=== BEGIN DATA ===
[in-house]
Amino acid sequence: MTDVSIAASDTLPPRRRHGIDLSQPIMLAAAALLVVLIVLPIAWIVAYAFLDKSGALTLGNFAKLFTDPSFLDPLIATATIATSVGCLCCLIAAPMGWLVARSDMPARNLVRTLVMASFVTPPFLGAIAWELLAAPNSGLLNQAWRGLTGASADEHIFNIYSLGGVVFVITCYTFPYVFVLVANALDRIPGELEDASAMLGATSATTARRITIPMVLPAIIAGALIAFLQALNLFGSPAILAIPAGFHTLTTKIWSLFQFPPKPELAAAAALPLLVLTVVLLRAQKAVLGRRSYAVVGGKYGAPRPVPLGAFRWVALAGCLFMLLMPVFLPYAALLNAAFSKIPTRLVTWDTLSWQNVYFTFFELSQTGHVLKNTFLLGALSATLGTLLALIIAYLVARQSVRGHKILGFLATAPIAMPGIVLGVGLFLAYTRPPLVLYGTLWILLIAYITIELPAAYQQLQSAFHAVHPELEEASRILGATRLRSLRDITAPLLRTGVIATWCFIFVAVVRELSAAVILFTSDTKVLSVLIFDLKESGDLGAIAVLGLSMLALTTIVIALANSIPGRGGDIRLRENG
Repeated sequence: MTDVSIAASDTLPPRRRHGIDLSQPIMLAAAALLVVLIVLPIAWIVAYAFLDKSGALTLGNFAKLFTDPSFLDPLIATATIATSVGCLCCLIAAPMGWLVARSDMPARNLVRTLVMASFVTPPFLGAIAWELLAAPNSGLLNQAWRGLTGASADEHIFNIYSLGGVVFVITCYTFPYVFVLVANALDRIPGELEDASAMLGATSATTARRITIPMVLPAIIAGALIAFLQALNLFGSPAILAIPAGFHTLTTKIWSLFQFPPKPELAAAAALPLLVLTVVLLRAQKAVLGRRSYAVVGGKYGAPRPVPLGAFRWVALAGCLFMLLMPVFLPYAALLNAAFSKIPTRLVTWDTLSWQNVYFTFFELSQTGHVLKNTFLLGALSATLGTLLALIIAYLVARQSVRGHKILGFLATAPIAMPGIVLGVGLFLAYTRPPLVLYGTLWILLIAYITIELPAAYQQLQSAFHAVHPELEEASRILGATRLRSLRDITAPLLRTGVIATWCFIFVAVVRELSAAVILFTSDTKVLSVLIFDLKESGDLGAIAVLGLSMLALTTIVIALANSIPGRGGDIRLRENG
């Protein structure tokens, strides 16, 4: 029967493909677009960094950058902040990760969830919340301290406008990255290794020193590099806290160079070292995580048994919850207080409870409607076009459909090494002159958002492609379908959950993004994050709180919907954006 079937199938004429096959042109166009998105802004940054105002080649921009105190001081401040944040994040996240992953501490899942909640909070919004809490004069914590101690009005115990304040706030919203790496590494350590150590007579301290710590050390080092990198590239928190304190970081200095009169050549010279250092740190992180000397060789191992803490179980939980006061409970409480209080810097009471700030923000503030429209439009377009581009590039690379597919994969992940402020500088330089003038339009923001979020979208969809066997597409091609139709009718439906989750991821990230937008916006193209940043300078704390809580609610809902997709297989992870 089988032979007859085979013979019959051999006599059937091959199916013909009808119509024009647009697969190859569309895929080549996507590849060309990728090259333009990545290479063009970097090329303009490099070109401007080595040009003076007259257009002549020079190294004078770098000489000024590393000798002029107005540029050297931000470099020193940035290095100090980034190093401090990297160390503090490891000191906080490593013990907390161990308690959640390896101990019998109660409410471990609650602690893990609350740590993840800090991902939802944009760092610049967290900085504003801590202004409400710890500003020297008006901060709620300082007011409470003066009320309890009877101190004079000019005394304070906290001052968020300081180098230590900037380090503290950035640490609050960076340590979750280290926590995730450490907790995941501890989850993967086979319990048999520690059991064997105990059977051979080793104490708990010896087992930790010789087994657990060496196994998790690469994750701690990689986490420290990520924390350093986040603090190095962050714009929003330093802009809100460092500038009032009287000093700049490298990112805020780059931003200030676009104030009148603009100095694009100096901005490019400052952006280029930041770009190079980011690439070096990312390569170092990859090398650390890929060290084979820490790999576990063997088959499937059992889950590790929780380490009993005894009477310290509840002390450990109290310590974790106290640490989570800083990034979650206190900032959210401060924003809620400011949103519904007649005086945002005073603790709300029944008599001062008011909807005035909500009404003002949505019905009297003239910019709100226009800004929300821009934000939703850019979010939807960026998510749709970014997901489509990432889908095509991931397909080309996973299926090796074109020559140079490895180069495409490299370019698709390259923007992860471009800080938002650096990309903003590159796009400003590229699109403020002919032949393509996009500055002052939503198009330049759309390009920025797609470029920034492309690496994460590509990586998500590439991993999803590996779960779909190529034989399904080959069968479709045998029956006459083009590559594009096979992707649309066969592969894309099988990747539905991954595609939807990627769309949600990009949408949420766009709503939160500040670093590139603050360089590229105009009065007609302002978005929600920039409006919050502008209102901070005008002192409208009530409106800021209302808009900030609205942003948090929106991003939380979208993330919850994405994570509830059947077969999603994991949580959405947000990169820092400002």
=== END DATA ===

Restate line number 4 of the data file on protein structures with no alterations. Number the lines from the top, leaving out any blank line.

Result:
């Protein structure tokens, strides 16, 4: 029967493909677009960094950058902040990760969830919340301290406008990255290794020193590099806290160079070292995580048994919850207080409870409607076009459909090494002159958002492609379908959950993004994050709180919907954006 079937199938004429096959042109166009998105802004940054105002080649921009105190001081401040944040994040996240992953501490899942909640909070919004809490004069914590101690009005115990304040706030919203790496590494350590150590007579301290710590050390080092990198590239928190304190970081200095009169050549010279250092740190992180000397060789191992803490179980939980006061409970409480209080810097009471700030923000503030429209439009377009581009590039690379597919994969992940402020500088330089003038339009923001979020979208969809066997597409091609139709009718439906989750991821990230937008916006193209940043300078704390809580609610809902997709297989992870 089988032979007859085979013979019959051999006599059937091959199916013909009808119509024009647009697969190859569309895929080549996507590849060309990728090259333009990545290479063009970097090329303009490099070109401007080595040009003076007259257009002549020079190294004078770098000489000024590393000798002029107005540029050297931000470099020193940035290095100090980034190093401090990297160390503090490891000191906080490593013990907390161990308690959640390896101990019998109660409410471990609650602690893990609350740590993840800090991902939802944009760092610049967290900085504003801590202004409400710890500003020297008006901060709620300082007011409470003066009320309890009877101190004079000019005394304070906290001052968020300081180098230590900037380090503290950035640490609050960076340590979750280290926590995730450490907790995941501890989850993967086979319990048999520690059991064997105990059977051979080793104490708990010896087992930790010789087994657990060496196994998790690469994750701690990689986490420290990520924390350093986040603090190095962050714009929003330093802009809100460092500038009032009287000093700049490298990112805020780059931003200030676009104030009148603009100095694009100096901005490019400052952006280029930041770009190079980011690439070096990312390569170092990859090398650390890929060290084979820490790999576990063997088959499937059992889950590790929780380490009993005894009477310290509840002390450990109290310590974790106290640490989570800083990034979650206190900032959210401060924003809620400011949103519904007649005086945002005073603790709300029944008599001062008011909807005035909500009404003002949505019905009297003239910019709100226009800004929300821009934000939703850019979010939807960026998510749709970014997901489509990432889908095509991931397909080309996973299926090796074109020559140079490895180069495409490299370019698709390259923007992860471009800080938002650096990309903003590159796009400003590229699109403020002919032949393509996009500055002052939503198009330049759309390009920025797609470029920034492309690496994460590509990586998500590439991993999803590996779960779909190529034989399904080959069968479709045998029956006459083009590559594009096979992707649309066969592969894309099988990747539905991954595609939807990627769309949600990009949408949420766009709503939160500040670093590139603050360089590229105009009065007609302002978005929600920039409006919050502008209102901070005008002192409208009530409106800021209302808009900030609205942003948090929106991003939380979208993330919850994405994570509830059947077969999603994991949580959405947000990169820092400002």